The University of New Hampshire (UNH) held its second coronavirus (COVID-19) vaccination clinic on April 19, the date President Joe Biden requested all states expand eligibility to everyone over 16. 

The clinic was intended to provide an opportunity for out-of-state and international students to receive their first COVID-19 vaccinations. The previous clinic was open only to New Hampshire residents with valid documentation. 

This comes just days after Gov. Chris Sununu lifted New Hampshire’s state-wide mask mandate despite the recent uptick in cases.  

Even though New Hampshire has rescinded its mask mandate, student compliance with the Durham and UNH mandates has remained consistent. Additionally, enthusiasm for the vaccine has been high within the community. 

Ronald O’Keefe, UNH’s Assistant Director of Emergency Management was responsible for overseeing both clinics. 

“The support we’ve had between the nursing students, faculty and staff, Whittemore Center, recreation, athletics, McGregor Memorial Ambulance, Durham Fire Department. I’m just overwhelmed with it and I am extremely happy with how it’s been going,” said O’Keefe.  

During the first clinic, O’Keefe noted UNH had received over 4,200 appointments, with nearly 3,400 appointments scheduled by students. 

This clinic, which had expanded eligibility, scheduled 2706 appointments, with 2356 individuals receiving their shots.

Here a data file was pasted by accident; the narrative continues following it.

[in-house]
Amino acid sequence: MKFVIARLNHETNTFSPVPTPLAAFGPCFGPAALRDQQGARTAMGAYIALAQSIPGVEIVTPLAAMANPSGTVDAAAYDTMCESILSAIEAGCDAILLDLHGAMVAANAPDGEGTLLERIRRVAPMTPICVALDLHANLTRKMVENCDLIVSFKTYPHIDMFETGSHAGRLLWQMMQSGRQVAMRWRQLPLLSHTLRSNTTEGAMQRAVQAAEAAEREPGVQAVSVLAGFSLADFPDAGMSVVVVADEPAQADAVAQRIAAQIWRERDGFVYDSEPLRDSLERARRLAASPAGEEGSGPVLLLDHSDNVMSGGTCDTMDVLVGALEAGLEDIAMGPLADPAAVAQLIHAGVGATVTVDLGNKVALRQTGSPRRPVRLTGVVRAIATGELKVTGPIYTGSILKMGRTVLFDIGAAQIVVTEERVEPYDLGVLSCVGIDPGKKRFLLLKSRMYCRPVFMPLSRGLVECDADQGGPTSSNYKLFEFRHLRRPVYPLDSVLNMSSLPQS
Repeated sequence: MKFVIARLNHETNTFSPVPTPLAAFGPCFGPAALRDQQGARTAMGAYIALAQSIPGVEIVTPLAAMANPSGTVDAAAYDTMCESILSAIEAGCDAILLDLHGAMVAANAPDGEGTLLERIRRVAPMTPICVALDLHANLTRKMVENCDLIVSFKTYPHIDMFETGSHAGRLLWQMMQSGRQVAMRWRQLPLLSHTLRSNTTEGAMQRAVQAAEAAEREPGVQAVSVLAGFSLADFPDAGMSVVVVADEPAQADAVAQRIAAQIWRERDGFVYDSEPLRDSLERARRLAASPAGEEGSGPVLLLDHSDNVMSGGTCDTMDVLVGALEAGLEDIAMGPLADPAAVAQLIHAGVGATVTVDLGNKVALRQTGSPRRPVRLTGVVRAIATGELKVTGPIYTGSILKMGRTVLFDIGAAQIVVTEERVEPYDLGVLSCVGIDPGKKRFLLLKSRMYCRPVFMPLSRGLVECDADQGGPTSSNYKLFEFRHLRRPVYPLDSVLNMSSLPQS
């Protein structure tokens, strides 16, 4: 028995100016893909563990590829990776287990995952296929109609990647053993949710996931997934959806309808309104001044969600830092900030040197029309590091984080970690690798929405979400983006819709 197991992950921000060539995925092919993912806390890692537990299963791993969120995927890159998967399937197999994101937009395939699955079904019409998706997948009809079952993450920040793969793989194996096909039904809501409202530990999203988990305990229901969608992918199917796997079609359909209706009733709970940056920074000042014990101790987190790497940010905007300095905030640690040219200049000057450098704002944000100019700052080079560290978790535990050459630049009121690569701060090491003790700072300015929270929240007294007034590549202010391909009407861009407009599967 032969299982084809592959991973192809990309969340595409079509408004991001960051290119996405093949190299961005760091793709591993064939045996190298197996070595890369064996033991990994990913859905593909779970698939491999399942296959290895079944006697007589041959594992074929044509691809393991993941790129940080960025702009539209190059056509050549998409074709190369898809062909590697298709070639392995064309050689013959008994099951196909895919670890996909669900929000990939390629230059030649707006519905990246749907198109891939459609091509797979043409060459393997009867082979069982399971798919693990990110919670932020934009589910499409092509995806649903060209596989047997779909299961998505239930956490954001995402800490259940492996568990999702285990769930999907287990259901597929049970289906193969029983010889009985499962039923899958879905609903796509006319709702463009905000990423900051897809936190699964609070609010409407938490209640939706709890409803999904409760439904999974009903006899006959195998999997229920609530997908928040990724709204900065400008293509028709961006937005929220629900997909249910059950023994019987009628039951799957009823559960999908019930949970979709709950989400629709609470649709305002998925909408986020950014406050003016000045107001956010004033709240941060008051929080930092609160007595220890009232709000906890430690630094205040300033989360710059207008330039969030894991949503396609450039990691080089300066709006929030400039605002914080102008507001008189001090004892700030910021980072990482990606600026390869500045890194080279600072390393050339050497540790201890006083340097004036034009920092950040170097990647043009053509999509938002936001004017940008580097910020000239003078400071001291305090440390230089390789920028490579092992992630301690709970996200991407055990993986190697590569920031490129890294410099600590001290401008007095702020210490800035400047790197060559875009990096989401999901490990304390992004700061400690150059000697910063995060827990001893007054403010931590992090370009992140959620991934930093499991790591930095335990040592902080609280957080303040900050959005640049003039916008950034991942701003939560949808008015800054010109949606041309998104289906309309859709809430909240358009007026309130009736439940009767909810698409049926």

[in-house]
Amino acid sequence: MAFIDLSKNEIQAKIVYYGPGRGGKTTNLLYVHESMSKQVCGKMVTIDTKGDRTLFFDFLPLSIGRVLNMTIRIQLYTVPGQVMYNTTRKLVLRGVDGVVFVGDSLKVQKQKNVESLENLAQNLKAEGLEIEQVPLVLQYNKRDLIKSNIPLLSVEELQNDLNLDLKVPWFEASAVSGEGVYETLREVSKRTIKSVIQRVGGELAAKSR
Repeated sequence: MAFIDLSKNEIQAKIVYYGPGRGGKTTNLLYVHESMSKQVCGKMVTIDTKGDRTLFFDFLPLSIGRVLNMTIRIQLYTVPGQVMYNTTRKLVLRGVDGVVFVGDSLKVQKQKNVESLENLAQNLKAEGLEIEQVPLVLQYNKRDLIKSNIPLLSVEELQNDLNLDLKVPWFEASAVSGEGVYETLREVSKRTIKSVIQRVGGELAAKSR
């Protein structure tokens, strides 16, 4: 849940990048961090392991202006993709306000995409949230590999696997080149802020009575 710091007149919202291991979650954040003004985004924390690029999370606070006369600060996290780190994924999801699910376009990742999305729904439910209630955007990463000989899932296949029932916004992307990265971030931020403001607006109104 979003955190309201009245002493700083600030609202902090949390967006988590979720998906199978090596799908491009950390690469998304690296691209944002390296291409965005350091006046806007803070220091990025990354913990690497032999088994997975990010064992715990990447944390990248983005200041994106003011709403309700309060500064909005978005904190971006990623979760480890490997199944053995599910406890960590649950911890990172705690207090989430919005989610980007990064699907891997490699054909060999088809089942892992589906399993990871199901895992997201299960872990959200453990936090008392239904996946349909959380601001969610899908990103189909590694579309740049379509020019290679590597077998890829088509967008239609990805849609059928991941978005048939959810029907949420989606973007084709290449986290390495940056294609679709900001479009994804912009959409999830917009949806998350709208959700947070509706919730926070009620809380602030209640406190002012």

Even with the expanded eligibility, fewer appointments were booked and technical issues caused much longer wait times for students. According to O’Keefe, the average wait time was 30 minutes, even as six additional stations were added to simplify the process. 

“Overall, the UNH COVID vaccination team operated at a high level of efficiency and professionalism,” said O’Keefe.  

Even with the extended wait times, student enthusiasm remained strong.  

Junior Michael Card was unfazed by the long wait times, so long as he was able to receive the vaccine.  

“I’m a type one diabetic, I’ve been waiting for a while,” said Card. “I’m doing what I can to help us get back to normal.”  

A Connecticut native, Card was frustrated that eligibility did not include out-of-state students at first. 

“It was annoying because I wanted to get it on the first round,” said Card.  

First-year Mia Taranko remains optimistic for UNH’s future, as her first exposure to college was during the pandemic. 

“I had no in-person classes this semester so I’m looking forward to that opening up and having more interactions with my peers and professors,” said Taranko. “Seeing student enthusiasm makes me feel safe.”  

Junior Julian Armijos is one of many who was simply waiting to get the vaccine to have it. 

“Why not, it’s available,” said Armijos. “It’s open to me, I’d like to see family members I haven’t been able to see in a while.” 

UNH plans to distribute second doses to students on May 6 and 7 for those who received it in the first round on April 8 or 9, and on May 14 for those who received their dose in the second round on April 19.  

UNH still requires students to continue to test twice a week and maintain a valid WildcatPass even if they are fully vaccinated. Students who are fully vaccinated are urged to upload proof of vaccination to their profile on Health and Wellness. There are currently no plans to require the vaccine for the fall 2021 semester, and UNH plans to fully reopen in the fall.  

O’Keefe expressed his thanks for the students and staff who worked tirelessly to vaccinate students as soon as possible. 

“I would like to thank everyone who was vaccinated for helping to protect the UNH community and a heartfelt thank you to the entire COVID Vaccination Team,” said O’Keefe.  

Photo courtesy of Ben Domaingue/TNH Staff.